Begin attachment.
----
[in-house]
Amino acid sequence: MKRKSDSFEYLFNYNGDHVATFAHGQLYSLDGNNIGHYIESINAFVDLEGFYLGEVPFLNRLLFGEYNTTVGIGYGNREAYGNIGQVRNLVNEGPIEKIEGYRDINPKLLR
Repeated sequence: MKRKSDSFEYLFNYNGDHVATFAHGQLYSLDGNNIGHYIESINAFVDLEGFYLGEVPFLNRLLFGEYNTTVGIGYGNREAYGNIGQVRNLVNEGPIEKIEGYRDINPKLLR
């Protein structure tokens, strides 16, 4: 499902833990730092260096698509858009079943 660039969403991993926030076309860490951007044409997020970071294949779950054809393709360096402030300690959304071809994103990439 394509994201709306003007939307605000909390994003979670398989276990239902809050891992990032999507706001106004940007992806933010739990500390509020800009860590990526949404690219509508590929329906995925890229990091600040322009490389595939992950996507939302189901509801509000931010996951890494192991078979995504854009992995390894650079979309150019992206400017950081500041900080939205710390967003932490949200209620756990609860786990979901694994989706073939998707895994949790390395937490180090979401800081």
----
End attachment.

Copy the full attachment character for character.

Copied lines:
[in-house]
Amino acid sequence: MKRKSDSFEYLFNYNGDHVATFAHGQLYSLDGNNIGHYIESINAFVDLEGFYLGEVPFLNRLLFGEYNTTVGIGYGNREAYGNIGQVRNLVNEGPIEKIEGYRDINPKLLR
Repeated sequence: MKRKSDSFEYLFNYNGDHVATFAHGQLYSLDGNNIGHYIESINAFVDLEGFYLGEVPFLNRLLFGEYNTTVGIGYGNREAYGNIGQVRNLVNEGPIEKIEGYRDINPKLLR
């Protein structure tokens, strides 16, 4: 499902833990730092260096698509858009079943 660039969403991993926030076309860490951007044409997020970071294949779950054809393709360096402030300690959304071809994103990439 394509994201709306003007939307605000909390994003979670398989276990239902809050891992990032999507706001106004940007992806933010739990500390509020800009860590990526949404690219509508590929329906995925890229990091600040322009490389595939992950996507939302189901509801509000931010996951890494192991078979995504854009992995390894650079979309150019992206400017950081500041900080939205710390967003932490949200209620756990609860786990979901694994989706073939998707895994949790390395937490180090979401800081």